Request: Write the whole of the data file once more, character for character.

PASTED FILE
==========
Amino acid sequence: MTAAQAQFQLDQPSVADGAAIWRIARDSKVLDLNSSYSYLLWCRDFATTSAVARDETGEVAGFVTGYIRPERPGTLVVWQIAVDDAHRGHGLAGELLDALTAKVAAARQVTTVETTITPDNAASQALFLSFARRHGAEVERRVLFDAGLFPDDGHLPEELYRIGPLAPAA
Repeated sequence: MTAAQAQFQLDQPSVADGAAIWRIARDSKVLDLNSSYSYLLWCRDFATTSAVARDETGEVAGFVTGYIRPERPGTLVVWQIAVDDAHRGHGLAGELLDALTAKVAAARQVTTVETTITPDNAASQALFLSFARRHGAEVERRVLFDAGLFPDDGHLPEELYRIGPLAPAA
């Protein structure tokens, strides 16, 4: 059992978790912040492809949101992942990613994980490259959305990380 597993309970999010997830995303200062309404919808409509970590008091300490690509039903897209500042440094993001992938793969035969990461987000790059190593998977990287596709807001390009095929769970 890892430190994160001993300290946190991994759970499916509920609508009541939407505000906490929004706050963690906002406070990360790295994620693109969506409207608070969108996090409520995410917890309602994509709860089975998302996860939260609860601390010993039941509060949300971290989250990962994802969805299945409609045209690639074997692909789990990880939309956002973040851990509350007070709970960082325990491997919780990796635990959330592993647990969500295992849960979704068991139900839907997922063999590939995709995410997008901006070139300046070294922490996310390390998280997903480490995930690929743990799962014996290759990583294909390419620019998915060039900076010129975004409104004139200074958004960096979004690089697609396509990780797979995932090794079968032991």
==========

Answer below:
Amino acid sequence: MTAAQAQFQLDQPSVADGAAIWRIARDSKVLDLNSSYSYLLWCRDFATTSAVARDETGEVAGFVTGYIRPERPGTLVVWQIAVDDAHRGHGLAGELLDALTAKVAAARQVTTVETTITPDNAASQALFLSFARRHGAEVERRVLFDAGLFPDDGHLPEELYRIGPLAPAA
Repeated sequence: MTAAQAQFQLDQPSVADGAAIWRIARDSKVLDLNSSYSYLLWCRDFATTSAVARDETGEVAGFVTGYIRPERPGTLVVWQIAVDDAHRGHGLAGELLDALTAKVAAARQVTTVETTITPDNAASQALFLSFARRHGAEVERRVLFDAGLFPDDGHLPEELYRIGPLAPAA
């Protein structure tokens, strides 16, 4: 059992978790912040492809949101992942990613994980490259959305990380 597993309970999010997830995303200062309404919808409509970590008091300490690509039903897209500042440094993001992938793969035969990461987000790059190593998977990287596709807001390009095929769970 890892430190994160001993300290946190991994759970499916509920609508009541939407505000906490929004706050963690906002406070990360790295994620693109969506409207608070969108996090409520995410917890309602994509709860089975998302996860939260609860601390010993039941509060949300971290989250990962994802969805299945409609045209690639074997692909789990990880939309956002973040851990509350007070709970960082325990491997919780990796635990959330592993647990969500295992849960979704068991139900839907997922063999590939995709995410997008901006070139300046070294922490996310390390998280997903480490995930690929743990799962014996290759990583294909390419620019998915060039900076010129975004409104004139200074958004960096979004690089697609396509990780797979995932090794079968032991």